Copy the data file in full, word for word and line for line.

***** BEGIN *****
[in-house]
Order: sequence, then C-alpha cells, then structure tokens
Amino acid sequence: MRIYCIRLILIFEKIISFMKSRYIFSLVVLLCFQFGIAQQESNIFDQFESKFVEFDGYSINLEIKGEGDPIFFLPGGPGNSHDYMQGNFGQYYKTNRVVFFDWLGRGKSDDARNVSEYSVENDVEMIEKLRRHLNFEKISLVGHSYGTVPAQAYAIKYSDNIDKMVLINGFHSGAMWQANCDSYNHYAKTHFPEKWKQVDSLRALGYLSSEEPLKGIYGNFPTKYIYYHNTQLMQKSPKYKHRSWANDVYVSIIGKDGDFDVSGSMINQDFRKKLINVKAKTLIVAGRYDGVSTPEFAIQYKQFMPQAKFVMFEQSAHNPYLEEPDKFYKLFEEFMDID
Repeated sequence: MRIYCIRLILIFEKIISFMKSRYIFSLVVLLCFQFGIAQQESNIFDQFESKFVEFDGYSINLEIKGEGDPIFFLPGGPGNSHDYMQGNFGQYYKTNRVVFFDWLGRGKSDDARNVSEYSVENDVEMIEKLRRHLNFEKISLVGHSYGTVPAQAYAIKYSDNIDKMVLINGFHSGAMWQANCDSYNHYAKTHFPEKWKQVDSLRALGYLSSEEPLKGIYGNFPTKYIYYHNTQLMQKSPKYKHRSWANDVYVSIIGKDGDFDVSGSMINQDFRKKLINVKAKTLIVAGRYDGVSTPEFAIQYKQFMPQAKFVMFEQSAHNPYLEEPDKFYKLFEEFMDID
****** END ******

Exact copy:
[in-house]
Order: sequence, then C-alpha cells, then structure tokens
Amino acid sequence: MRIYCIRLILIFEKIISFMKSRYIFSLVVLLCFQFGIAQQESNIFDQFESKFVEFDGYSINLEIKGEGDPIFFLPGGPGNSHDYMQGNFGQYYKTNRVVFFDWLGRGKSDDARNVSEYSVENDVEMIEKLRRHLNFEKISLVGHSYGTVPAQAYAIKYSDNIDKMVLINGFHSGAMWQANCDSYNHYAKTHFPEKWKQVDSLRALGYLSSEEPLKGIYGNFPTKYIYYHNTQLMQKSPKYKHRSWANDVYVSIIGKDGDFDVSGSMINQDFRKKLINVKAKTLIVAGRYDGVSTPEFAIQYKQFMPQAKFVMFEQSAHNPYLEEPDKFYKLFEEFMDID
Repeated sequence: MRIYCIRLILIFEKIISFMKSRYIFSLVVLLCFQFGIAQQESNIFDQFESKFVEFDGYSINLEIKGEGDPIFFLPGGPGNSHDYMQGNFGQYYKTNRVVFFDWLGRGKSDDARNVSEYSVENDVEMIEKLRRHLNFEKISLVGHSYGTVPAQAYAIKYSDNIDKMVLINGFHSGAMWQANCDSYNHYAKTHFPEKWKQVDSLRALGYLSSEEPLKGIYGNFPTKYIYYHNTQLMQKSPKYKHRSWANDVYVSIIGKDGDFDVSGSMINQDFRKKLINVKAKTLIVAGRYDGVSTPEFAIQYKQFMPQAKFVMFEQSAHNPYLEEPDKFYKLFEEFMDID